Susanna Pilny for redOrbit.com – @PlinyTheShorter
It’s something we take for granted every day: If you spill water on the counter, it’ll spread out for a while and then stop. But the mathematical formulas we have to describe this phenomenon predict that a liquid will spread endlessly—something that any child could tell you doesn’t happen.
Now, researchers from MIT believe they have finally found an explanation.
“The classic thin-film model describes the spreading of a liquid film, but it doesn’t predict it stopping,” explained co-author Amir Pahlavan. As it turns out, the old model only dealt with activities on a macroscopic level, completely ignoring molecular-level forces that also have a part to play.
These forces are tiny, but have a major effect on how liquid behaves. “[W]hat’s actually stopping the puddle is forces that only act at the nanoscale,” said Pahlavan.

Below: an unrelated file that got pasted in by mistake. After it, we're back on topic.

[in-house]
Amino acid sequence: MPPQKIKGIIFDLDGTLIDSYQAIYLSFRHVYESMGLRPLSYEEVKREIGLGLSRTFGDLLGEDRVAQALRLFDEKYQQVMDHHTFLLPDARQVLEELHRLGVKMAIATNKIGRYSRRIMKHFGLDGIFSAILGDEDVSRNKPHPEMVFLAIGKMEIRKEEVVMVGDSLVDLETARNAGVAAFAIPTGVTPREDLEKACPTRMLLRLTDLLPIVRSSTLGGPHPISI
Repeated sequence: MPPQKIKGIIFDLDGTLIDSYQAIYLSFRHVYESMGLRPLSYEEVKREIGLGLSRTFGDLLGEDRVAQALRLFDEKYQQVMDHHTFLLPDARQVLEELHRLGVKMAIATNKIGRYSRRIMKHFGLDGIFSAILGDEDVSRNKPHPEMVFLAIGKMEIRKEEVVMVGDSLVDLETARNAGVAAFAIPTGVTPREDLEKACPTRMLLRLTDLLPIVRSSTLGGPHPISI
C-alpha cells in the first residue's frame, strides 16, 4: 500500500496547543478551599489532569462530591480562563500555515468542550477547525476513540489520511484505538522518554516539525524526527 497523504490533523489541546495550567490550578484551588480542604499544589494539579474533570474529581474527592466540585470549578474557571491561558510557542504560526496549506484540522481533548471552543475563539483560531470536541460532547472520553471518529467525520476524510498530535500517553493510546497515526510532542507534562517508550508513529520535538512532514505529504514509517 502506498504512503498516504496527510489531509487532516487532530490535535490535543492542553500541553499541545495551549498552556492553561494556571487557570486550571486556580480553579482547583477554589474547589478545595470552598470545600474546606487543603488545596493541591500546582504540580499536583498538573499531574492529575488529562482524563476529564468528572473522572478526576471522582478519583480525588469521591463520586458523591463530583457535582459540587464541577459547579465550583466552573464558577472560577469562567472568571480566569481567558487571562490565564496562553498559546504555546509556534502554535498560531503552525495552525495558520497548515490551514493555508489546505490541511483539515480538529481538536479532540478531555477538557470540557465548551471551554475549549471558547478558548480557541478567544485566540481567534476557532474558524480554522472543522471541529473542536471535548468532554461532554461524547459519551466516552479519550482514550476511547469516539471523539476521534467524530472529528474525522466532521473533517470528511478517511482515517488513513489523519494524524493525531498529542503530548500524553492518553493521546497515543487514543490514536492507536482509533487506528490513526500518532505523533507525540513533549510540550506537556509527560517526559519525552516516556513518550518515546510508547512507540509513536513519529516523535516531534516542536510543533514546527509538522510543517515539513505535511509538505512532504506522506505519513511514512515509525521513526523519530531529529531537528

Close to the liquid’s edge, “the liquid-solid and liquid-air interfaces start feeling each other. These are the missing intermolecular forces in the macroscopic description.”
Why this is important
This might seem inconsequential, but it can have many applications down the road. Being able to calculate how fluid will behave can play a major role across multiple industries. For example, it is essential in figuring out how much oil is needed to keep a gear lubricated in a machine, or how much “mud” is needed to allow an oil rig to run smoothly.
It could also be important for building microchips, because as their design grows smaller, heat buildup becomes a more pressing issue. Liquids can be used to keep microchips cool and functioning, but only if you can figure out how cooling fluids will flow and spread across chips.
The work, which was supported by the U.S. Department of Energy, can be found in the journal Physical Review Letters.
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